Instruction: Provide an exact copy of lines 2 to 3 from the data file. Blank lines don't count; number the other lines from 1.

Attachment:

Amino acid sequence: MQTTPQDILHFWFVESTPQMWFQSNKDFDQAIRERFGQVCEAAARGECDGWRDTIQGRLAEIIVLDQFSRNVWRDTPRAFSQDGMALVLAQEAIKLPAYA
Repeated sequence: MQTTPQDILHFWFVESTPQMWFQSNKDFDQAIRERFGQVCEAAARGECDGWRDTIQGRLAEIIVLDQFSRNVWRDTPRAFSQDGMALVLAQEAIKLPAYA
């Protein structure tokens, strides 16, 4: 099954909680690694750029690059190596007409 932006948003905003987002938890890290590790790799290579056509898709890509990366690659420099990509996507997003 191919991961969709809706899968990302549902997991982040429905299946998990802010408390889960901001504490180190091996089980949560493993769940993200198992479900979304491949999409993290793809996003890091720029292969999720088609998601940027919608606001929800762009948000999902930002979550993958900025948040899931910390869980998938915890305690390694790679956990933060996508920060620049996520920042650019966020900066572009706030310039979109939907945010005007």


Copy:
Repeated sequence: MQTTPQDILHFWFVESTPQMWFQSNKDFDQAIRERFGQVCEAAARGECDGWRDTIQGRLAEIIVLDQFSRNVWRDTPRAFSQDGMALVLAQEAIKLPAYA
């Protein structure tokens, strides 16, 4: 099954909680690694750029690059190596007409 932006948003905003987002938890890290590790790799290579056509898709890509990366690659420099990509996507997003 191919991961969709809706899968990302549902997991982040429905299946998990802010408390889960901001504490180190091996089980949560493993769940993200198992479900979304491949999409993290793809996003890091720029292969999720088609998601940027919608606001929800762009948000999902930002979550993958900025948040899931910390869980998938915890305690390694790679956990933060996508920060620049996520920042650019966020900066572009706030310039979109939907945010005007």